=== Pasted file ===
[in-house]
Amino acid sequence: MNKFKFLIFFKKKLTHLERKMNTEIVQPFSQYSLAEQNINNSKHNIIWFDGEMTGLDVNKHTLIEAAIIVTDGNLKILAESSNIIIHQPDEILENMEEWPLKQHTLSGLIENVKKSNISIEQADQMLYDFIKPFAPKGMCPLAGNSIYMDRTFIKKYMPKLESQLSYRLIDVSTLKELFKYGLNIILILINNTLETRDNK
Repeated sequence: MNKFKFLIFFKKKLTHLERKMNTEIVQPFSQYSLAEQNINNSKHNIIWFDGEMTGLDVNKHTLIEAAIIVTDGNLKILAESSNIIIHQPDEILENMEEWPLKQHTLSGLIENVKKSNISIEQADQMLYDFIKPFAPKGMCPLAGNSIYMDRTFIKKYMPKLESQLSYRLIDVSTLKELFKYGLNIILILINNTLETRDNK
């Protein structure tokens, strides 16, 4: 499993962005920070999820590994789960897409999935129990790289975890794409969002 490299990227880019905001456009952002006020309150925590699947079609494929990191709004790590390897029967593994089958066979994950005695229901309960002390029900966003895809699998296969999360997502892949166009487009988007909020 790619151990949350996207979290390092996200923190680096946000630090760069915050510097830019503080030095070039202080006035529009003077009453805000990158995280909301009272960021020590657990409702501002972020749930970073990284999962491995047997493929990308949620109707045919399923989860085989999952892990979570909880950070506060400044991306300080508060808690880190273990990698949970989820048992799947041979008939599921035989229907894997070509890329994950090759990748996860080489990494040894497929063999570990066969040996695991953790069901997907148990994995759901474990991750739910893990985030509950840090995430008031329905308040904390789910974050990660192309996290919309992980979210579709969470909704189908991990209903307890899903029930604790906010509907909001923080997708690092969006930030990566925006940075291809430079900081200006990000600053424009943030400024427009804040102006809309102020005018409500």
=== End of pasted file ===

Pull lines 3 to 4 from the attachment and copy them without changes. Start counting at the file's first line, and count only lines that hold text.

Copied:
Repeated sequence: MNKFKFLIFFKKKLTHLERKMNTEIVQPFSQYSLAEQNINNSKHNIIWFDGEMTGLDVNKHTLIEAAIIVTDGNLKILAESSNIIIHQPDEILENMEEWPLKQHTLSGLIENVKKSNISIEQADQMLYDFIKPFAPKGMCPLAGNSIYMDRTFIKKYMPKLESQLSYRLIDVSTLKELFKYGLNIILILINNTLETRDNK
């Protein structure tokens, strides 16, 4: 499993962005920070999820590994789960897409999935129990790289975890794409969002 490299990227880019905001456009952002006020309150925590699947079609494929990191709004790590390897029967593994089958066979994950005695229901309960002390029900966003895809699998296969999360997502892949166009487009988007909020 790619151990949350996207979290390092996200923190680096946000630090760069915050510097830019503080030095070039202080006035529009003077009453805000990158995280909301009272960021020590657990409702501002972020749930970073990284999962491995047997493929990308949620109707045919399923989860085989999952892990979570909880950070506060400044991306300080508060808690880190273990990698949970989820048992799947041979008939599921035989229907894997070509890329994950090759990748996860080489990494040894497929063999570990066969040996695991953790069901997907148990994995759901474990991750739910893990985030509950840090995430008031329905308040904390789910974050990660192309996290919309992980979210579709969470909704189908991990209903307890899903029930604790906010509907909001923080997708690092969006930030990566925006940075291809430079900081200006990000600053424009943030400024427009804040102006809309102020005018409500």